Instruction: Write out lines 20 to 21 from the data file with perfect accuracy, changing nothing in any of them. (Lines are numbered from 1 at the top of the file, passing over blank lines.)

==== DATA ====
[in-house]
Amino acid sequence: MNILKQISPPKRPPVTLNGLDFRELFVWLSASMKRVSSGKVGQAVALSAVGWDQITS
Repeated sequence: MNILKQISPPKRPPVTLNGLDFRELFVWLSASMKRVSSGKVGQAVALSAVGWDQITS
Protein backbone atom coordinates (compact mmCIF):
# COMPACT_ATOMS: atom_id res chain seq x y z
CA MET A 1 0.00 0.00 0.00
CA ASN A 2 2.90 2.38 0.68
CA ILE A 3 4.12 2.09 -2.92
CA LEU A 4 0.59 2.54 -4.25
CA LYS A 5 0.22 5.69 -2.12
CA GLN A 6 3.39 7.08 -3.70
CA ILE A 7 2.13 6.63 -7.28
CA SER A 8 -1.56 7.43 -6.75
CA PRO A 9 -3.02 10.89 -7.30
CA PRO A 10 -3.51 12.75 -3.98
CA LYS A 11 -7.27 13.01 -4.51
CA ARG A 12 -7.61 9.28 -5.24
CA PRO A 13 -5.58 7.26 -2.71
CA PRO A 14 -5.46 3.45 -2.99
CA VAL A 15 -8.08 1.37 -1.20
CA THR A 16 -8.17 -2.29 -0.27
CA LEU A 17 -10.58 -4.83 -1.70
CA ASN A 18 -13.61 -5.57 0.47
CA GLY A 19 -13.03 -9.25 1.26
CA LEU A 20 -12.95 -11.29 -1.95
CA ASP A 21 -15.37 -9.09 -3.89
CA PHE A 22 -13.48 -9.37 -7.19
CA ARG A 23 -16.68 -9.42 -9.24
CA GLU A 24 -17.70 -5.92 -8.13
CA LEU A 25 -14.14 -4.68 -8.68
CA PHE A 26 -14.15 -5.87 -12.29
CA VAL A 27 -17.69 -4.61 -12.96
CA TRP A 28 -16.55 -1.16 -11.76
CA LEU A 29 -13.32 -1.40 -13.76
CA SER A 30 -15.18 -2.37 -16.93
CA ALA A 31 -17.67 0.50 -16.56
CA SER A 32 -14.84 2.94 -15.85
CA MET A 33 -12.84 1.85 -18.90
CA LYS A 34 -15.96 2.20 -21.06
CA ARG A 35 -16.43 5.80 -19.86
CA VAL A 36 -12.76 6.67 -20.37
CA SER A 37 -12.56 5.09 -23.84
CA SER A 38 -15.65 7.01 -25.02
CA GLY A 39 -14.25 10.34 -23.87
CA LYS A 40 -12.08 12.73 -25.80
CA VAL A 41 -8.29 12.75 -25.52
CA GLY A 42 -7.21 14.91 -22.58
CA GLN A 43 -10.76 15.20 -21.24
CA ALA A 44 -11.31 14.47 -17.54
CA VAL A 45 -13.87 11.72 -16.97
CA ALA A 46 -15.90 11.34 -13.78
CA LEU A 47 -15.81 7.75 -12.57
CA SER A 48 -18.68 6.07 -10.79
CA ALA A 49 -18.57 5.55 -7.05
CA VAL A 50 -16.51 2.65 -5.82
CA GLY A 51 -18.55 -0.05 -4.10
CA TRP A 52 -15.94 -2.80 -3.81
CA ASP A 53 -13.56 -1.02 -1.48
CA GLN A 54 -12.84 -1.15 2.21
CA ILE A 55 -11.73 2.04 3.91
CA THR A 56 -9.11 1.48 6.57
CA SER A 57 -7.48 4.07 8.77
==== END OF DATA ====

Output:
CA VAL A 15 -8.08 1.37 -1.20
CA THR A 16 -8.17 -2.29 -0.27